In his recent “slip” opinion in U.S. ex rel. Capital Building Supply, Inc. v. Clark Realty, LLC, Civil Action No. 1:10-CV06 (E.D.Va., Alexandria Division), 2010 WL 3767853 (Sept. 15, 2010), Judge Hilton concluded differently; finding that neither the payment bond in that case nor equity principles permitted a result of a prime contractor having to pay twice for the same debt. In that case, the prime had paid for materials and obtained lien waivers and releases from its subcontractor in exchange for payent, but the subcontractor never paid its lower tier supplier who then sought recovery under the prime contractor’s payment bond. Judge Hilton reasoned that since the supplier could not have obtained a mechanic’s lien, and the purpose of the payment bond was to substitute for a mechanic’s lien on a public job, the supplier correspondingly had not right to claim under the payment bond.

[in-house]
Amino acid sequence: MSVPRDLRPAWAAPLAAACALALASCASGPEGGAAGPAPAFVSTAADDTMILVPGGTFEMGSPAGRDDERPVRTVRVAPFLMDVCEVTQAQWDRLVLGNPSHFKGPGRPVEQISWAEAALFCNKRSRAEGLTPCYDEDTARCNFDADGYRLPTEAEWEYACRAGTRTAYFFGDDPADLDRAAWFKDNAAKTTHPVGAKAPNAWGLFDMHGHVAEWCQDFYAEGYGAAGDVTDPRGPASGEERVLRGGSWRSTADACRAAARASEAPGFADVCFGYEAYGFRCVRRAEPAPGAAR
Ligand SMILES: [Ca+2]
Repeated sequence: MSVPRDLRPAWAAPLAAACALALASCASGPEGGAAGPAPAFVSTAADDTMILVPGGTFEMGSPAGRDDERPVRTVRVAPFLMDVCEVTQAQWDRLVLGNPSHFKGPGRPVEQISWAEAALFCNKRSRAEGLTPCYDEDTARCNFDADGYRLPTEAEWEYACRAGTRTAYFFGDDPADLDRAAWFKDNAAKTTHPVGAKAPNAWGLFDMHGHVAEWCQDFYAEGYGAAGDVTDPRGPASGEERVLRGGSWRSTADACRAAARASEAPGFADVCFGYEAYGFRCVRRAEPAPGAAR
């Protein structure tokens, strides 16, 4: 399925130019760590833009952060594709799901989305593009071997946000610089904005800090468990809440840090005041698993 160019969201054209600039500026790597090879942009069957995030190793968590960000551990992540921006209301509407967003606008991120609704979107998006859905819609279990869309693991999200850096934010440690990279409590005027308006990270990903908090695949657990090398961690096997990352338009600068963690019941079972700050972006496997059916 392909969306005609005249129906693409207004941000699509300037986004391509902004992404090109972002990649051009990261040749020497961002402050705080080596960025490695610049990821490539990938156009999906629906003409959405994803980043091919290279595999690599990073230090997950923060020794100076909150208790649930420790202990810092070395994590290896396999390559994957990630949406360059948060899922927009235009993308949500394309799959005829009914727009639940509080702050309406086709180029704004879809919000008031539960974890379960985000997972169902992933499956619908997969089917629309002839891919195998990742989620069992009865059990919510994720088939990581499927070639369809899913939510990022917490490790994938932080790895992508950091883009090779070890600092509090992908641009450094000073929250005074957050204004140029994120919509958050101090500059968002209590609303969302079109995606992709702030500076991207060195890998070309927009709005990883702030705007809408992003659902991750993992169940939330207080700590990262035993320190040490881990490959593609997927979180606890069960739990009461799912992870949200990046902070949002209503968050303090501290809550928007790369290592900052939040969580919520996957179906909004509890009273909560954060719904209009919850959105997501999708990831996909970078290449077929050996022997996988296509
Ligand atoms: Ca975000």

Whether Judge Hilton’s decision will be followed by other judges/courts remains to be seen, but it’s a real winner for payment bond principals and surety, and a real scare for bond claimants.

Fourth Circuit Confirms that Even ALJs are Bound by the U.S. Supreme Court

Workers’ compensation claims filed pursuant to the Longshore & Harbor Workers’ Compensation Act are formally adjudicated by the Office of Administrative Law Judges (ALJ) ALJs are not Article III judges under the judicial branch of the government; rather, they are considered to be part of the executive branch. While it is often true that many procedural rules and rules of evidence are relaxed, Article I judges, and in particular ALJs, do not have the ability or authority to circumvent precedent established by higher Article III courts, including federal circuit courts and the U.S. Supreme Court.